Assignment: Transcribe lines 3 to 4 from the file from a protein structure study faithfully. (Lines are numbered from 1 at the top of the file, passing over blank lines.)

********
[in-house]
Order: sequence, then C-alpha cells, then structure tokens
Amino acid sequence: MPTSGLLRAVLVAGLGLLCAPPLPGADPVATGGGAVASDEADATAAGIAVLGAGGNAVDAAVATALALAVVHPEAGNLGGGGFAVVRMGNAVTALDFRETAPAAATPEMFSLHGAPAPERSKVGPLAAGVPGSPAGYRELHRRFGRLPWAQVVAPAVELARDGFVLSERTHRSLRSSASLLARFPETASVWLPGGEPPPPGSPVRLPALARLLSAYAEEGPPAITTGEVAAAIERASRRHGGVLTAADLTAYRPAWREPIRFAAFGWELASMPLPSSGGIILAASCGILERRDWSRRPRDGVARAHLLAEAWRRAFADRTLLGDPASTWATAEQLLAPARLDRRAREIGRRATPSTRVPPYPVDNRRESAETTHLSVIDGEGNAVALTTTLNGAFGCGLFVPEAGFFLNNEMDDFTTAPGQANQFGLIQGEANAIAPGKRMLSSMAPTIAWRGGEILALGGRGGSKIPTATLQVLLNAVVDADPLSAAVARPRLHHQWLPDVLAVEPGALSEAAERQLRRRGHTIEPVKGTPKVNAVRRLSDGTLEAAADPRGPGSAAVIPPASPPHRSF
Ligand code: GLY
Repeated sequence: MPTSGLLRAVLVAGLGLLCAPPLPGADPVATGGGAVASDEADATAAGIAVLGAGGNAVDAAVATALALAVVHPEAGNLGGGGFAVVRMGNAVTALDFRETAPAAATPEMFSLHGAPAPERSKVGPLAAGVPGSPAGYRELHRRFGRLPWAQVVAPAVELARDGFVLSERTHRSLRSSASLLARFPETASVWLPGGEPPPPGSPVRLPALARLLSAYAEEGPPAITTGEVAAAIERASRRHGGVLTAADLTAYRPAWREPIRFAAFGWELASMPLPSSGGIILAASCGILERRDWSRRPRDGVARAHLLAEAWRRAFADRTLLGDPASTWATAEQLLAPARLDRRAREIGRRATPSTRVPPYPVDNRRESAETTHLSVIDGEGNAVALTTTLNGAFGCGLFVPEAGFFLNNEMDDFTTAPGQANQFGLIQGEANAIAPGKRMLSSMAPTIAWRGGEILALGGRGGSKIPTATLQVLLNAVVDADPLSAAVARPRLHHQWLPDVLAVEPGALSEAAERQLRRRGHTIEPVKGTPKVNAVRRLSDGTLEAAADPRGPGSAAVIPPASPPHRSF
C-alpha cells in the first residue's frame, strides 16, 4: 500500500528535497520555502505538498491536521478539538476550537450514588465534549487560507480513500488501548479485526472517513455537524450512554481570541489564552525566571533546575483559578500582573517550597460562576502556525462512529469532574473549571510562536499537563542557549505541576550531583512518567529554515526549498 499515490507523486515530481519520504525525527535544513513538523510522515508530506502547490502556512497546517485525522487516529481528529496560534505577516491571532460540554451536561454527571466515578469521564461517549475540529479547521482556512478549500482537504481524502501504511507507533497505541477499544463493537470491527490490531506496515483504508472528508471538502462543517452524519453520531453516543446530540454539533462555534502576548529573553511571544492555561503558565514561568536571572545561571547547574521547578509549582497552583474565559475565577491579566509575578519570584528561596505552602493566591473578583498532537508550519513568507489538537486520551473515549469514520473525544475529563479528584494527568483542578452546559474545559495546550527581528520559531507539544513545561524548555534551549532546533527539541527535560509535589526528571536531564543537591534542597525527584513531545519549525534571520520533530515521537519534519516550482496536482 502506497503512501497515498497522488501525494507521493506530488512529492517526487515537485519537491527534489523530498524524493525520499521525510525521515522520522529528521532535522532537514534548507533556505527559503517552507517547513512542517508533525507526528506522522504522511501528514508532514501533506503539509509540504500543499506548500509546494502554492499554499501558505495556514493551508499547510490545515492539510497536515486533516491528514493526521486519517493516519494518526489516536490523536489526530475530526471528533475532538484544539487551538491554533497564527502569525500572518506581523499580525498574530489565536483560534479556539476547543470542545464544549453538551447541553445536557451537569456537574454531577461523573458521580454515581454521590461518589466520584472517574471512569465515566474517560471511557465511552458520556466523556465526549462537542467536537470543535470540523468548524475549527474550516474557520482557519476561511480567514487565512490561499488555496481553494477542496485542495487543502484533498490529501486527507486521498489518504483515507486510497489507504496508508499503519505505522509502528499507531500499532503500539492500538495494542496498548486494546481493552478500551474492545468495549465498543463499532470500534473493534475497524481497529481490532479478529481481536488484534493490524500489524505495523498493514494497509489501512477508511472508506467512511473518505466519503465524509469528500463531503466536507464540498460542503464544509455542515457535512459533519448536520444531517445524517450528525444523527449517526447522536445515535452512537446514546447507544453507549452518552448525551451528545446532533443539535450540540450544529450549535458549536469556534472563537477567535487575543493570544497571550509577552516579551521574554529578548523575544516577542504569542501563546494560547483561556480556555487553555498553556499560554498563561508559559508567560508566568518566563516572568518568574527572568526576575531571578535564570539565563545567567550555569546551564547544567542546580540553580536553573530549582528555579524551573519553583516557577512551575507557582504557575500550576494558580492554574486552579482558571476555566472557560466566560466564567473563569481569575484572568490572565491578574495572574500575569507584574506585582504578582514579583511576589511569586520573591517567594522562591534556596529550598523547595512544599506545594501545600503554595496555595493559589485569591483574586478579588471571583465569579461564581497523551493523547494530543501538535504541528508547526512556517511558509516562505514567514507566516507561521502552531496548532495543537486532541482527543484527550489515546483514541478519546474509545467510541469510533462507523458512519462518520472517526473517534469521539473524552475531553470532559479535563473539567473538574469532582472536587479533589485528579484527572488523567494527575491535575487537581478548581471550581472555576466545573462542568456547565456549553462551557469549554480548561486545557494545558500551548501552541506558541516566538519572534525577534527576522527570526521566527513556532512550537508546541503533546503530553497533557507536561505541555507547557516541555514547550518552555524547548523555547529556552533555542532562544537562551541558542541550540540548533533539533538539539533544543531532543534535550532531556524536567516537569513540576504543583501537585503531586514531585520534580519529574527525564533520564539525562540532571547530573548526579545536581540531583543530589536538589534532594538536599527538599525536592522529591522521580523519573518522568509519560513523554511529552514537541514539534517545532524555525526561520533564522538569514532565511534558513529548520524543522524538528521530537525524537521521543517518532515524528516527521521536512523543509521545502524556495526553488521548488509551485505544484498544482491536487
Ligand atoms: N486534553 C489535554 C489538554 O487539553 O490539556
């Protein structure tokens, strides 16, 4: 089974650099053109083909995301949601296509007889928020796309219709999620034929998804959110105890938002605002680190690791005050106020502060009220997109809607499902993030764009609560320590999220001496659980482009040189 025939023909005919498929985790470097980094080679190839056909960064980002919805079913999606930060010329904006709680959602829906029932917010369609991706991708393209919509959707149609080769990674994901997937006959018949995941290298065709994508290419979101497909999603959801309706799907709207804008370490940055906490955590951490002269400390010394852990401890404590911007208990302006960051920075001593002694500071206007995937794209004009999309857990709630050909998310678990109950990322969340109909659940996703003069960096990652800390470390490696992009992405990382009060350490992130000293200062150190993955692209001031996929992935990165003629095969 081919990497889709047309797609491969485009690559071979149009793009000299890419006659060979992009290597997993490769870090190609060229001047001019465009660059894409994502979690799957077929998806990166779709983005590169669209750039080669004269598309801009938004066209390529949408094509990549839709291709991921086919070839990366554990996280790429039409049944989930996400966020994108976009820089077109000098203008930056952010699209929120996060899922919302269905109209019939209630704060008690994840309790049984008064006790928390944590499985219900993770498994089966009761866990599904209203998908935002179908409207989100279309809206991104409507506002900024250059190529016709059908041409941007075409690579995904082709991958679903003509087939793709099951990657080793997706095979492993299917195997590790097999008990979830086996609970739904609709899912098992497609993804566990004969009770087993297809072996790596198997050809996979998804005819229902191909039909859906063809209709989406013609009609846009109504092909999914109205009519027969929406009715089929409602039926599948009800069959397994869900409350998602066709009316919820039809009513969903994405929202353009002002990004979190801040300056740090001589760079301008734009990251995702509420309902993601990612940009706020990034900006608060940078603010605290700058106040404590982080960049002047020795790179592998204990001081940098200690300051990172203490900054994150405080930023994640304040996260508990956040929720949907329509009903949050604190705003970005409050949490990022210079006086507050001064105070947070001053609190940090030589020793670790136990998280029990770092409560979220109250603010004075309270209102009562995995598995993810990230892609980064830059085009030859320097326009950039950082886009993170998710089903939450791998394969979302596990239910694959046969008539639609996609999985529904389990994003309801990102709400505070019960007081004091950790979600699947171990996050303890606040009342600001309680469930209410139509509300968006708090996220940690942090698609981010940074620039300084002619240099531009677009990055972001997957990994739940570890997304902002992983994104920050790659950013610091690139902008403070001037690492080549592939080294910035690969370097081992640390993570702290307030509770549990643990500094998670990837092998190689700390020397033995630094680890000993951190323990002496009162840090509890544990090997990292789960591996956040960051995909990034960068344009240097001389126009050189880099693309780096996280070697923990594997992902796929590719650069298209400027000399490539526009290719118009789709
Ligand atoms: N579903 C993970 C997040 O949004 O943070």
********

Amino acid sequence: MPTSGLLRAVLVAGLGLLCAPPLPGADPVATGGGAVASDEADATAAGIAVLGAGGNAVDAAVATALALAVVHPEAGNLGGGGFAVVRMGNAVTALDFRETAPAAATPEMFSLHGAPAPERSKVGPLAAGVPGSPAGYRELHRRFGRLPWAQVVAPAVELARDGFVLSERTHRSLRSSASLLARFPETASVWLPGGEPPPPGSPVRLPALARLLSAYAEEGPPAITTGEVAAAIERASRRHGGVLTAADLTAYRPAWREPIRFAAFGWELASMPLPSSGGIILAASCGILERRDWSRRPRDGVARAHLLAEAWRRAFADRTLLGDPASTWATAEQLLAPARLDRRAREIGRRATPSTRVPPYPVDNRRESAETTHLSVIDGEGNAVALTTTLNGAFGCGLFVPEAGFFLNNEMDDFTTAPGQANQFGLIQGEANAIAPGKRMLSSMAPTIAWRGGEILALGGRGGSKIPTATLQVLLNAVVDADPLSAAVARPRLHHQWLPDVLAVEPGALSEAAERQLRRRGHTIEPVKGTPKVNAVRRLSDGTLEAAADPRGPGSAAVIPPASPPHRSF
Ligand code: GLY